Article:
Water-Break-its-Neck Waterfall and Warren Wood

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The old county of Radnorshire, now part of Powys, is one of the quiet, forgotten corners of Mid-Wales. This was not always the case and the area has had a turbulent history, being fought over for centuries by the native Welsh and the Norman-English invaders. Small villages nestling below high moorland now provide a warmer welcome for visitors and the uplands give good walking country.

The most obvious point of interest on this walk is the strangely named waterfall, Water-break-its-neck. A visit there makes a satisfying short stroll for those who don't fancy a longer walk. The continuation around the top of Warren Wood is not without interest either and the whole route makes a good, short day out.

Warren Wood is so called because of its rabbits being a source of food in the past, though the wood was once part of Radnor Forest, an ancient hunting forest. Despite being called a forest, this was mainly an area of moorland, but the Victorian owners of the estate planted picturesque woodland for the benefit of tourists visiting the waterfall. The trees they planted now make an interesting mature woodland area.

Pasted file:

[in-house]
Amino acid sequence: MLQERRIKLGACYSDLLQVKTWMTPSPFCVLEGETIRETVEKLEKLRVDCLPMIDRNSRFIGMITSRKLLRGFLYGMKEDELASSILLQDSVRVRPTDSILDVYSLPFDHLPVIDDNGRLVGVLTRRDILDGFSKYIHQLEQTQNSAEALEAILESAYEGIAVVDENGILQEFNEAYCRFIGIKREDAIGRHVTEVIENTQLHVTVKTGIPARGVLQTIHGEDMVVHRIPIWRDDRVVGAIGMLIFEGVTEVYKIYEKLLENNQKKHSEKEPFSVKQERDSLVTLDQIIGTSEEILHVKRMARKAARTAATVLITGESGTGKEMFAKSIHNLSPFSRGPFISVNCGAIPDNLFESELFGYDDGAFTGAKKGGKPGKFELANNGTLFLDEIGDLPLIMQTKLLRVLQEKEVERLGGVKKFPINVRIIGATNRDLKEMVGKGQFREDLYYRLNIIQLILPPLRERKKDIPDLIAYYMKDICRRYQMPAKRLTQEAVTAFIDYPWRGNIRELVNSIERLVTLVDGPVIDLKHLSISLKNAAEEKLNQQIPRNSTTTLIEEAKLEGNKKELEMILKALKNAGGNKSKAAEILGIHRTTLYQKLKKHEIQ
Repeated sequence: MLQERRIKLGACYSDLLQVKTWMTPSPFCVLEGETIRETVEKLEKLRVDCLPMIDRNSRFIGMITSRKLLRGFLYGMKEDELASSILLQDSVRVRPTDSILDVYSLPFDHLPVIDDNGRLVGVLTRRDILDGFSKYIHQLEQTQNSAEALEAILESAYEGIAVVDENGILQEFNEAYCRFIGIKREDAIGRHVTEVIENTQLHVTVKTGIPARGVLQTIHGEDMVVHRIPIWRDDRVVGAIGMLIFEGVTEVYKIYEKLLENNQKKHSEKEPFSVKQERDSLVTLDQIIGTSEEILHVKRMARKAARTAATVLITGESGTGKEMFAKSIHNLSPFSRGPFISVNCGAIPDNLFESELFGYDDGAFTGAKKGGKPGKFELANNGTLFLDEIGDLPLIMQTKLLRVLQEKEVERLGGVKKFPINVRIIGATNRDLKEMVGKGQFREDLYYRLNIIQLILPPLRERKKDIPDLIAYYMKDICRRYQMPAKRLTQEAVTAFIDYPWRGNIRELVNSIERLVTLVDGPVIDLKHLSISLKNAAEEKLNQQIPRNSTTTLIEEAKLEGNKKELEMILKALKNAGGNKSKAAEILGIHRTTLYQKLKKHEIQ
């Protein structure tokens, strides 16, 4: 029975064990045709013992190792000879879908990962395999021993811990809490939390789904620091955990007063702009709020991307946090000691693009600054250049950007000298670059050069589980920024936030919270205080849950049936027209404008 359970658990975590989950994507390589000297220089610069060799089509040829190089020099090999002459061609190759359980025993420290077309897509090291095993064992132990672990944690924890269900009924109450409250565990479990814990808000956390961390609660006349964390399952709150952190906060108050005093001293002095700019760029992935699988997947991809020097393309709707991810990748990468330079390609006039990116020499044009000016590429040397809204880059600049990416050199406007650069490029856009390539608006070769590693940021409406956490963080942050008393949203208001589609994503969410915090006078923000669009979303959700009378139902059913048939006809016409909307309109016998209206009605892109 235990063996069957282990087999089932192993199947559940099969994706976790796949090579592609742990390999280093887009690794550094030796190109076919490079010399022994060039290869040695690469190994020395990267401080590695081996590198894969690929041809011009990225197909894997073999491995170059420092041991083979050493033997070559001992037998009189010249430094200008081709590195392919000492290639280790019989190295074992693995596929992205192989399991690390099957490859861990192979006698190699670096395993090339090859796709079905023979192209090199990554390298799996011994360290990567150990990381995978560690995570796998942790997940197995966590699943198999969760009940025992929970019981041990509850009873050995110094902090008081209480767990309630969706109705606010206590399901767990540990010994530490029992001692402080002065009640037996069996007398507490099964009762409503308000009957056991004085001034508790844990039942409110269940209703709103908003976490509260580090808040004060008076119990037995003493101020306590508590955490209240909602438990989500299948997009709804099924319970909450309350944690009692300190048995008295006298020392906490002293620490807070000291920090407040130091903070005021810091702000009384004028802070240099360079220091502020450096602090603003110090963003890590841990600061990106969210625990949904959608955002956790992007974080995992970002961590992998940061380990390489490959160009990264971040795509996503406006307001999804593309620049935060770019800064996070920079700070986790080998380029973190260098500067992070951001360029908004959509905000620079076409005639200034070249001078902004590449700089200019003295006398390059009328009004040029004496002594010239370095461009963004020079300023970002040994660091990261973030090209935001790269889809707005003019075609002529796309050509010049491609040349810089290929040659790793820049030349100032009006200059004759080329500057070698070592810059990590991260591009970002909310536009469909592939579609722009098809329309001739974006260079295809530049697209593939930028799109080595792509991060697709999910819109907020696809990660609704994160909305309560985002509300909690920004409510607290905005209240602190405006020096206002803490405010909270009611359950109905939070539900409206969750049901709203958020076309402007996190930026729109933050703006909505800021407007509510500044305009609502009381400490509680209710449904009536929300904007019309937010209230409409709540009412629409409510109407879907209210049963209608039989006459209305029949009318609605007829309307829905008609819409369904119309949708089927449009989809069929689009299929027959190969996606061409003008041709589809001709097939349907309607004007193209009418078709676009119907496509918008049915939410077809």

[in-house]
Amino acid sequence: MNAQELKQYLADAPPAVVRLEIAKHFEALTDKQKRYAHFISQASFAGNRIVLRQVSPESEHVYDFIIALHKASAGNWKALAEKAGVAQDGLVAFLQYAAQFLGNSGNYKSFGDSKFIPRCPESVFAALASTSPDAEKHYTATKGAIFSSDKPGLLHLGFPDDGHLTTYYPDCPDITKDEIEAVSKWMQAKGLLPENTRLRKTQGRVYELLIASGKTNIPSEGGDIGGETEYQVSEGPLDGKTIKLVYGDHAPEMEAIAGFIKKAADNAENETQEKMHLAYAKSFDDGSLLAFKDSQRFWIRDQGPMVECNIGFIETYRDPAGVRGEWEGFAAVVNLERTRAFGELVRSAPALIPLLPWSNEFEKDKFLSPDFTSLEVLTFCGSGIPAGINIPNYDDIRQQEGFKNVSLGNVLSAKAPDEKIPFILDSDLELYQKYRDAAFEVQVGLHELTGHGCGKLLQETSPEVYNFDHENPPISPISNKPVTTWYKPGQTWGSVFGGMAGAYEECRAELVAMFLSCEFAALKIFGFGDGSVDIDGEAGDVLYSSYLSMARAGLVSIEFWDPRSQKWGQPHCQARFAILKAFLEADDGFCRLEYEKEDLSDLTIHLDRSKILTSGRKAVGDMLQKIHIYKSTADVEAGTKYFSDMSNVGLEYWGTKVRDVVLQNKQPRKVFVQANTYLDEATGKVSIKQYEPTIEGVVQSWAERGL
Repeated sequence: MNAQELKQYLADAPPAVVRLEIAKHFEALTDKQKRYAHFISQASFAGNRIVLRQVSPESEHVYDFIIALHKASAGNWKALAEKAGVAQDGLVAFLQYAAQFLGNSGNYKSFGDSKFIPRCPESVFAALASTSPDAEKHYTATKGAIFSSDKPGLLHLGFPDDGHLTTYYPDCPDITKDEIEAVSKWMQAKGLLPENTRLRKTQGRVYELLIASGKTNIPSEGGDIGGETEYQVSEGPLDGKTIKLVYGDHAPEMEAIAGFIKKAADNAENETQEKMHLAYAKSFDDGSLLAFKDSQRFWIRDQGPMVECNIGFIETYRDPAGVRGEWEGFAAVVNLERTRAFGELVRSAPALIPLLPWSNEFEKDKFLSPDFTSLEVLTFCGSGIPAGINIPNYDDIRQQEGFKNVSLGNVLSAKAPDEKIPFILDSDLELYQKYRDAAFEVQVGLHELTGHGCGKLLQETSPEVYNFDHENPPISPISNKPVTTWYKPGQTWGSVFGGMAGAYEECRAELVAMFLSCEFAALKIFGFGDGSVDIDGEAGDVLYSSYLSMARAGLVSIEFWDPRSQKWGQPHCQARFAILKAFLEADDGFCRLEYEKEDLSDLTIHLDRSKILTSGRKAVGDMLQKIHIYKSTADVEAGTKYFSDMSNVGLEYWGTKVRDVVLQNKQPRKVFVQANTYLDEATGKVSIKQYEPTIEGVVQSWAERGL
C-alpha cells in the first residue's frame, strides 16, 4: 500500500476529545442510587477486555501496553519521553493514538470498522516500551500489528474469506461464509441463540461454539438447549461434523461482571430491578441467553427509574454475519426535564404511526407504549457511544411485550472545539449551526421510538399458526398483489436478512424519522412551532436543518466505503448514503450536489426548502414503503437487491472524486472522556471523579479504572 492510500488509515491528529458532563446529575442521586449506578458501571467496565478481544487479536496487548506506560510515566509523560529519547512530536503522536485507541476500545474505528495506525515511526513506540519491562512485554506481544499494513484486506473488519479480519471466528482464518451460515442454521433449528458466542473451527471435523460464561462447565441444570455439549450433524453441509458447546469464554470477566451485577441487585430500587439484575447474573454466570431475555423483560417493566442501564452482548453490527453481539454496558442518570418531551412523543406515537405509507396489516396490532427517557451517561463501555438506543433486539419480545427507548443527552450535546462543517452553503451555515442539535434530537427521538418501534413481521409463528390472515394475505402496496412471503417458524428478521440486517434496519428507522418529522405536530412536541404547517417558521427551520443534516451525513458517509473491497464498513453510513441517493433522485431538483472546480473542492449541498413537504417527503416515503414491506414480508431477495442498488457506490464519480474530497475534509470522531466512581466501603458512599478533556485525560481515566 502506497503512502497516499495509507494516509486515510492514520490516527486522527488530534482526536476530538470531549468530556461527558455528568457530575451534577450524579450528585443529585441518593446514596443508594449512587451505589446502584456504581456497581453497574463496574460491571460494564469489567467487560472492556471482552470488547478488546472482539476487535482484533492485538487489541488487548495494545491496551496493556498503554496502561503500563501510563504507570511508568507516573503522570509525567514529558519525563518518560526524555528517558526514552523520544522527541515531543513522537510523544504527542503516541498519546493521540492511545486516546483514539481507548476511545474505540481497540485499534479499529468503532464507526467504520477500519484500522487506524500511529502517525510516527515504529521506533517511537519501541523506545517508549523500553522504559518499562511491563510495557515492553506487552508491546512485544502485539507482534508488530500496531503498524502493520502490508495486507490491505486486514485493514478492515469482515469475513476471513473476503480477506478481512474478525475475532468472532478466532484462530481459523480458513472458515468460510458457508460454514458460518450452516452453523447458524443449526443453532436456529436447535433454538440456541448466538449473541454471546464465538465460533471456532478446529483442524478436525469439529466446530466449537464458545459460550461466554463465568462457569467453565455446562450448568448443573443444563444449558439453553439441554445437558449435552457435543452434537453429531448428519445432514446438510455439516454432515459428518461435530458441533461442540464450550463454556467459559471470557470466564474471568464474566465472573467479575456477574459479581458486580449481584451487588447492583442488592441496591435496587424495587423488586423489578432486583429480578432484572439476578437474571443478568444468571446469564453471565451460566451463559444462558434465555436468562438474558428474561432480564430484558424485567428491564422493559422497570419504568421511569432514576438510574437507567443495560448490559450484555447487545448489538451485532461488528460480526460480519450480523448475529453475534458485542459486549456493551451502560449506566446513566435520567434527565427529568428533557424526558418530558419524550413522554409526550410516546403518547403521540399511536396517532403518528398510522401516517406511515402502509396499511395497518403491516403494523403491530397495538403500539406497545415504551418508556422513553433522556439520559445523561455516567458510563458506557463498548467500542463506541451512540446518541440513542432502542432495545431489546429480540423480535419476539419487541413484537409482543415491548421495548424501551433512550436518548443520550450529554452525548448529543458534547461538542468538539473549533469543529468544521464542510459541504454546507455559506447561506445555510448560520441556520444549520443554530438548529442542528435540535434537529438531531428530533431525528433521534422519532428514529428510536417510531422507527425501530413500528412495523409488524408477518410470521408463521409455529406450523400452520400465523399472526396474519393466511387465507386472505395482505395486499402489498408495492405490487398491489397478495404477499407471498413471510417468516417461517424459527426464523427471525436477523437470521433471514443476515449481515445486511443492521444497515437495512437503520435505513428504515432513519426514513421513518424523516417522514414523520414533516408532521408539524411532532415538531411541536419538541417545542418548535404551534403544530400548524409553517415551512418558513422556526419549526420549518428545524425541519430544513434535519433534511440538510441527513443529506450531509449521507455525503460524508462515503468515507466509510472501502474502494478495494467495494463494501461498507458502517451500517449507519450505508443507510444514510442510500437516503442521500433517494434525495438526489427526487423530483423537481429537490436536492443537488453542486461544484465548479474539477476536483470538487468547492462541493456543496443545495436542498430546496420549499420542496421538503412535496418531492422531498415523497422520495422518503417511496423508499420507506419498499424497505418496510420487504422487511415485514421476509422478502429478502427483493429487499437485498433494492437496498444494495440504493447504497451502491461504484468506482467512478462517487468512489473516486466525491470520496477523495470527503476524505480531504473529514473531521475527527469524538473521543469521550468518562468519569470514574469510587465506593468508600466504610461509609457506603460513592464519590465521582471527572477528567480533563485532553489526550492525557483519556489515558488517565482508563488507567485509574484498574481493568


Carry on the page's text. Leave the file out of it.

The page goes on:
Beyond the Victorian wood, the Forestry Commission has planted a large area of commercial forestry, which is occasionally disfigured by harvesting, but otherwise is not without charm. The long-distance views are also worthwhile, especially on the higher part of the route, where on a good day you can see the hills of the Elan Valley to the west and the Brecon Beacons and Black Mountains to the south.

It's worth pointing out that beyond Waymark 8 there is a multitude of paths heading off all over the place and this can lead to some confusion. What the route does is to take the most interesting way all the way round Warren Wood. The outward leg ascends with Warren Wood over on your right, following an obvious deep, narrow valley (dingle) on the left on the latter part of the ascent. To return, the route descends with Warren Wood still over on the right, but this time with another dingle (Davy Morgan's Dingle) on the right of the descent route.

If you go expecting a confusion of paths you will not be disappointed! If it all falls apart there are always safe paths heading back towards the start point, but if you stick with the most obvious paths and use the photos with the written description, you won't go far wrong.

Wales - Mid Wales - Powys - Countryside

04/05/2013 - EMMS TURNER

Completed on 27/04/13 fantastic falls and area, perfect for photo's. Had two spaniel dogs with me. One of the galvanised gates just after waymark 6, we had to climb over and lift the dogs over it, as it was chained up. Yes the waymark 8 paths are numerous and confusing, however for the wonderful view it's well worth it, we retraced walk back to starting point at this stage.

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19.9 Miles
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